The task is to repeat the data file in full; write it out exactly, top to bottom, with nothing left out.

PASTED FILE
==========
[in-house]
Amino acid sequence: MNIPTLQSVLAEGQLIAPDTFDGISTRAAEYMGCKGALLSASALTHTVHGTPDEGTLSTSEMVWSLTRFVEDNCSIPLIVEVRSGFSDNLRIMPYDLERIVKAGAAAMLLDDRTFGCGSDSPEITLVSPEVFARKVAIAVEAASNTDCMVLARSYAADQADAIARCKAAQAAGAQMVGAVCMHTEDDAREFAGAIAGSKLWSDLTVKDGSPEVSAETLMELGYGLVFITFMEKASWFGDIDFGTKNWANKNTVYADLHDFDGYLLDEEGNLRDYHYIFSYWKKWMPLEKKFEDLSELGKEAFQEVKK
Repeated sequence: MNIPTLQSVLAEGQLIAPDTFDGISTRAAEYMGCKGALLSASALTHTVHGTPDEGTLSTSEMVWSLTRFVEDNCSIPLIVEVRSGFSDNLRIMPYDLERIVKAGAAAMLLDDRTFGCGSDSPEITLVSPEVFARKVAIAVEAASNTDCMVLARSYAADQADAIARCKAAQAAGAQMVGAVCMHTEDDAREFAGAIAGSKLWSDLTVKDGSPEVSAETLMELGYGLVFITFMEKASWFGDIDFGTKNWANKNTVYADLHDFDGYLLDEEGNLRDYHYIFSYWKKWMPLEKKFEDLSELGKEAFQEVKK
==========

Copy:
[in-house]
Amino acid sequence: MNIPTLQSVLAEGQLIAPDTFDGISTRAAEYMGCKGALLSASALTHTVHGTPDEGTLSTSEMVWSLTRFVEDNCSIPLIVEVRSGFSDNLRIMPYDLERIVKAGAAAMLLDDRTFGCGSDSPEITLVSPEVFARKVAIAVEAASNTDCMVLARSYAADQADAIARCKAAQAAGAQMVGAVCMHTEDDAREFAGAIAGSKLWSDLTVKDGSPEVSAETLMELGYGLVFITFMEKASWFGDIDFGTKNWANKNTVYADLHDFDGYLLDEEGNLRDYHYIFSYWKKWMPLEKKFEDLSELGKEAFQEVKK
Repeated sequence: MNIPTLQSVLAEGQLIAPDTFDGISTRAAEYMGCKGALLSASALTHTVHGTPDEGTLSTSEMVWSLTRFVEDNCSIPLIVEVRSGFSDNLRIMPYDLERIVKAGAAAMLLDDRTFGCGSDSPEITLVSPEVFARKVAIAVEAASNTDCMVLARSYAADQADAIARCKAAQAAGAQMVGAVCMHTEDDAREFAGAIAGSKLWSDLTVKDGSPEVSAETLMELGYGLVFITFMEKASWFGDIDFGTKNWANKNTVYADLHDFDGYLLDEEGNLRDYHYIFSYWKKWMPLEKKFEDLSELGKEAFQEVKK